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A Blog About Culture

Recognition, Situation, Identity, Reality

One of my classmates posted the following AP article on Facebook this morning. Or afternoon. I’m not sure what time it was, but I had recently woken up so it counts as morning in my book. The article discusses changing notions of whiteness in America, and it cites how the population of the white race ‘jumped’ by 6% in the latest Census due to Hispanics being asked to mark “white” on their forms. Hispanic origin is an ethnicity, not a race.

Read the reference: “Census: Hispanics fuel US white population growth” (AP), by Hope Yen.

The article goes on to discuss historical trends that indicate whiteness as an expanding, inclusive race. The various European ethnic groups that immigrated in the early 20th century, while divided then, are now collectively known as white, adds sociology professor Robert Lang. One point I’d like to add is that skin color and other external factors do play large roles in assignation of races. Many of the European immigrants were physically white… Hispanics, not so much. But that’s an aside.

What I’m thinking about is the purpose of racial categorization, versus a recognition of ethnic difference. Is there a purpose? If what is white is simply vague and blindly snubs its nose at obvious cultural diversity, is there a point? Why do we need to divide our country into basic races without referent? To say that Irish, Mexican, Polish, and Iranian people are all white will, over time, rob them of the cultural notions of heritage. They will lose those identities for some kind of¬†homogeneous American white.

Past racial categories will need to be radically changed or even dispensed with in the next two or three decades. -William H. Frey, Brookings demographer

On the other hand, some would say that to mark ethnicity or country of origin would be further divisive. It would certainly create many more categories, but I’d argue that the visible connections that these ethnicities have with heritage and cultural markers allows for a more sustainable, organic, and understanding culture of difference in America. A celebration, even, of the experiences that make us who we are and the perspectives we bring to the table.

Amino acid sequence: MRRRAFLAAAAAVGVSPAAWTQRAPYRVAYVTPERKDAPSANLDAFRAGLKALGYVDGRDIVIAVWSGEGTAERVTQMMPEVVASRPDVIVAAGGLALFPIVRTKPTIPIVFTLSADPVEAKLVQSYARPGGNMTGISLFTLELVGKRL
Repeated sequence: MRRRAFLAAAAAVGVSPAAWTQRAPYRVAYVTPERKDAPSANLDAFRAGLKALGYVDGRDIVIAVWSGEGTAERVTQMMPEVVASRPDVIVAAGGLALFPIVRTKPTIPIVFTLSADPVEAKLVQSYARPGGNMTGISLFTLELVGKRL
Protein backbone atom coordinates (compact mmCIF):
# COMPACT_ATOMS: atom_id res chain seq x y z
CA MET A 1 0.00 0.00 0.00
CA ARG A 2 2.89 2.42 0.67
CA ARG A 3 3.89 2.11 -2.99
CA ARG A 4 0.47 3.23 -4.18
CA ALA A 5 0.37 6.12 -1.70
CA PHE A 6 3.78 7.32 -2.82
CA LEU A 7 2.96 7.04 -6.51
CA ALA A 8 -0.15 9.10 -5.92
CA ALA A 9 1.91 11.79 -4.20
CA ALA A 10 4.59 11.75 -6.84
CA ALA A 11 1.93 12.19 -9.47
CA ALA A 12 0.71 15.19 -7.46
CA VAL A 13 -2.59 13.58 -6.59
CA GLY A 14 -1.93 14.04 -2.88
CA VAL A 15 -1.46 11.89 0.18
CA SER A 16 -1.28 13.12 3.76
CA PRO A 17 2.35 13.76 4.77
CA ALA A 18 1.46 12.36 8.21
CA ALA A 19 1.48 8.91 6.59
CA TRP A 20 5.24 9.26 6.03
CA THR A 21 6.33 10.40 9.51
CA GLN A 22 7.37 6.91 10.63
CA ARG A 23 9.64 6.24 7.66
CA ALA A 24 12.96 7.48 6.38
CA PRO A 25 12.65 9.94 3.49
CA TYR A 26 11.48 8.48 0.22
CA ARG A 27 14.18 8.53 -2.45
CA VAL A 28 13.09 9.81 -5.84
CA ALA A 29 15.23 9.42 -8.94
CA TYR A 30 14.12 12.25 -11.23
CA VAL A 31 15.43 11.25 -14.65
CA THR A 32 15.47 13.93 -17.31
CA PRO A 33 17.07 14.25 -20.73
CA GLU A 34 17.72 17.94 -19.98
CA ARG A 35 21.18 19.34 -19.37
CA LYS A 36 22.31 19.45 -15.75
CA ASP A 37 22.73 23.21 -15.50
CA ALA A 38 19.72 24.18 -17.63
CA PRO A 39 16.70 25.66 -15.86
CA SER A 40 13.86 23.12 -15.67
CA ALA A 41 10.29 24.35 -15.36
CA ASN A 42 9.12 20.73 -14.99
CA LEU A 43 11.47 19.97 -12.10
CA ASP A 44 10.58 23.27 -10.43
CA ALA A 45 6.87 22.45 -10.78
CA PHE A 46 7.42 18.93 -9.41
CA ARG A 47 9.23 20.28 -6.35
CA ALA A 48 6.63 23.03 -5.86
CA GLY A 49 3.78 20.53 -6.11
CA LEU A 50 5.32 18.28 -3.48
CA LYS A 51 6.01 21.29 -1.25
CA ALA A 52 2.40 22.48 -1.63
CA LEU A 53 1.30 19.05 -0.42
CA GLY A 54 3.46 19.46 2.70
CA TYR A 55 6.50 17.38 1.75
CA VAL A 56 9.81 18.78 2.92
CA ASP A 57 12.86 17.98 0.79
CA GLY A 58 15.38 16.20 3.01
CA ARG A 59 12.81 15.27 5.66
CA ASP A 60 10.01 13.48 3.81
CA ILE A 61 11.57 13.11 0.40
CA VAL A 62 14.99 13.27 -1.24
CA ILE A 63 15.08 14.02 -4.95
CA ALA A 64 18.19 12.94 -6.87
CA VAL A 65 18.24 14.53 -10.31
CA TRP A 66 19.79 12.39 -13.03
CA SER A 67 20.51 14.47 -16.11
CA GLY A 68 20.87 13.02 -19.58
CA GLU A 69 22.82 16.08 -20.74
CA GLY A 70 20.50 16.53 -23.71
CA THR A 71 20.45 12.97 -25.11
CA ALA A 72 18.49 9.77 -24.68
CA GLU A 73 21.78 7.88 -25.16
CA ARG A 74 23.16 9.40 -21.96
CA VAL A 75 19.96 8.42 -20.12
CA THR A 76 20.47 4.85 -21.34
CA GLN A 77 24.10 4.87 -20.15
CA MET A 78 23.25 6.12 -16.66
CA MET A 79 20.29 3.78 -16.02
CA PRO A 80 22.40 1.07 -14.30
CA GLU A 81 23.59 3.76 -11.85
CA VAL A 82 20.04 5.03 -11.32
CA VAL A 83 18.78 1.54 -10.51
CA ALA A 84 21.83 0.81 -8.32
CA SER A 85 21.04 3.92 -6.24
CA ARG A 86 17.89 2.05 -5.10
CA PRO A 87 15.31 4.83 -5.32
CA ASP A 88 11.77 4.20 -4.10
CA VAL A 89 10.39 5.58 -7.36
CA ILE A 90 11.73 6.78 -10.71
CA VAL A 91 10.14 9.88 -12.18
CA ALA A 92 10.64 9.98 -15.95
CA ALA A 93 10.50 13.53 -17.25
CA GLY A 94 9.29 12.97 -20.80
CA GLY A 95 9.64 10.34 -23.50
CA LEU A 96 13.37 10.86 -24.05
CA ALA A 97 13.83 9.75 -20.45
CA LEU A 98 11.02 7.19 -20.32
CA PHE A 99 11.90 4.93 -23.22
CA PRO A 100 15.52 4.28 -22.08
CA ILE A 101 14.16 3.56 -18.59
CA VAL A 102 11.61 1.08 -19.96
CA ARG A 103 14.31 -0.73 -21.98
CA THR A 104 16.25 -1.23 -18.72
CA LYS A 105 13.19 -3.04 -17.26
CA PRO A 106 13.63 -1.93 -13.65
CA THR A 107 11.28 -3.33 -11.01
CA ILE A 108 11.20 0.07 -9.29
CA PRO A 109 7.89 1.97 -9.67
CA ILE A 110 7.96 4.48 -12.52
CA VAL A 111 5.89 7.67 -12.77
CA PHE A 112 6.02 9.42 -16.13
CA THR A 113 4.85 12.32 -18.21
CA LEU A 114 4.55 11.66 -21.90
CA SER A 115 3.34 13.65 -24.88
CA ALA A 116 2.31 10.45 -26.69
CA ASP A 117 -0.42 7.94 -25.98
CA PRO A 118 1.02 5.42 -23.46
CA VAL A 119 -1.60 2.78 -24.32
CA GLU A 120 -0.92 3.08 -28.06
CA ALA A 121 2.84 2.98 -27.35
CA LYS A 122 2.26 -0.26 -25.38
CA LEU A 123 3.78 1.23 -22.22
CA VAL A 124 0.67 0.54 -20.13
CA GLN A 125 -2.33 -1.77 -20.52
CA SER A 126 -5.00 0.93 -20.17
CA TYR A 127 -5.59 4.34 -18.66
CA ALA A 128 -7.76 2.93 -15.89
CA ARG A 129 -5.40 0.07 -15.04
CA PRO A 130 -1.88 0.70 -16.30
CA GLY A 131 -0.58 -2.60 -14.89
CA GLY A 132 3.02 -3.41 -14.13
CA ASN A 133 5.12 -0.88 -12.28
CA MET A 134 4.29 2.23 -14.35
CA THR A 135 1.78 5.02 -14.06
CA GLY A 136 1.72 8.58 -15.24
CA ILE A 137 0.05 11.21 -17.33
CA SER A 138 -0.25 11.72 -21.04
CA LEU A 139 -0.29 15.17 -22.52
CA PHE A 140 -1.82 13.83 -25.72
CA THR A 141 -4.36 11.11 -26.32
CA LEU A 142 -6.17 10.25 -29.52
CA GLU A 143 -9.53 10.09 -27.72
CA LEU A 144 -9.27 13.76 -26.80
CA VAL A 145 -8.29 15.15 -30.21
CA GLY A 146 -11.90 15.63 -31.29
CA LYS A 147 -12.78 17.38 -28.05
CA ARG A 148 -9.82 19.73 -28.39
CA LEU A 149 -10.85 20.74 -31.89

But all this is really just derivative discussion of things that most of you, if you’re reading this, have heard before. You understand that America is like this. While the Census can be well-intentioned, at least in its desire to understand and standardize the results of people who have needed assistance in the past, the fact that our nation and our culture cling so desperately to retain categories reflects the insistence on social control. Allowing freedom of self-identification could be scary in that it’s unknown, but I don’t see what it could hurt. I think the resistance comes from people who believe that a destruction of those walls will mean that ethnic differences will be ignored. The US knows better than to do that at this point. Organizations, both grassroots and large, will represent the needs of their neighborhoods, ethnicities, and peoples in a more democratic style.

Of course, a de jure abolition of racial categories doesn’t mean that it will necessarily be so, but it would be nice not to have a governmental authority perpetuating or even regressing the status quo. I feel like there’s something I want to say on the tip of my tongue, but I’m not yet sure what it is. I wish this post was better organized but oh well.


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